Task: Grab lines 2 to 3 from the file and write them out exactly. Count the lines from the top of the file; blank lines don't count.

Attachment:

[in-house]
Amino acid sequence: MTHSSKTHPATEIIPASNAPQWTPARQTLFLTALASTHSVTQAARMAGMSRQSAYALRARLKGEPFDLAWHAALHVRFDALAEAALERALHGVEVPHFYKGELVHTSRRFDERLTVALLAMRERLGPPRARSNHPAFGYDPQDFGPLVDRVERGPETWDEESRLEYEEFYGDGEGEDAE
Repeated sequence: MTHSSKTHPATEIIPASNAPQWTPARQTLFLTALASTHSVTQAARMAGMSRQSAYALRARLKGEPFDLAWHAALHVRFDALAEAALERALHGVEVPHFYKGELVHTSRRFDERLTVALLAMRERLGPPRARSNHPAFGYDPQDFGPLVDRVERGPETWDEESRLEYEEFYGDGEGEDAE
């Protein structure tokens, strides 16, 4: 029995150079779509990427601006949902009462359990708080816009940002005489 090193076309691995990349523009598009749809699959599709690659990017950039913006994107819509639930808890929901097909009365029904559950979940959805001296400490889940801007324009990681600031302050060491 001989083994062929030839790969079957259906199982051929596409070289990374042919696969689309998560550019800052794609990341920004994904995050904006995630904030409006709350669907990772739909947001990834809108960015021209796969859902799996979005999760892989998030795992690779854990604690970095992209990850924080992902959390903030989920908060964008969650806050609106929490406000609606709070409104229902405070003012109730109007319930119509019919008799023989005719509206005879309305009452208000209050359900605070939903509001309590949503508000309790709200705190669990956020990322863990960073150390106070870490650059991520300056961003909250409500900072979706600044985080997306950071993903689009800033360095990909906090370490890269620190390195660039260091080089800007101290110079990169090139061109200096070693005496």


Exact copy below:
Amino acid sequence: MTHSSKTHPATEIIPASNAPQWTPARQTLFLTALASTHSVTQAARMAGMSRQSAYALRARLKGEPFDLAWHAALHVRFDALAEAALERALHGVEVPHFYKGELVHTSRRFDERLTVALLAMRERLGPPRARSNHPAFGYDPQDFGPLVDRVERGPETWDEESRLEYEEFYGDGEGEDAE
Repeated sequence: MTHSSKTHPATEIIPASNAPQWTPARQTLFLTALASTHSVTQAARMAGMSRQSAYALRARLKGEPFDLAWHAALHVRFDALAEAALERALHGVEVPHFYKGELVHTSRRFDERLTVALLAMRERLGPPRARSNHPAFGYDPQDFGPLVDRVERGPETWDEESRLEYEEFYGDGEGEDAE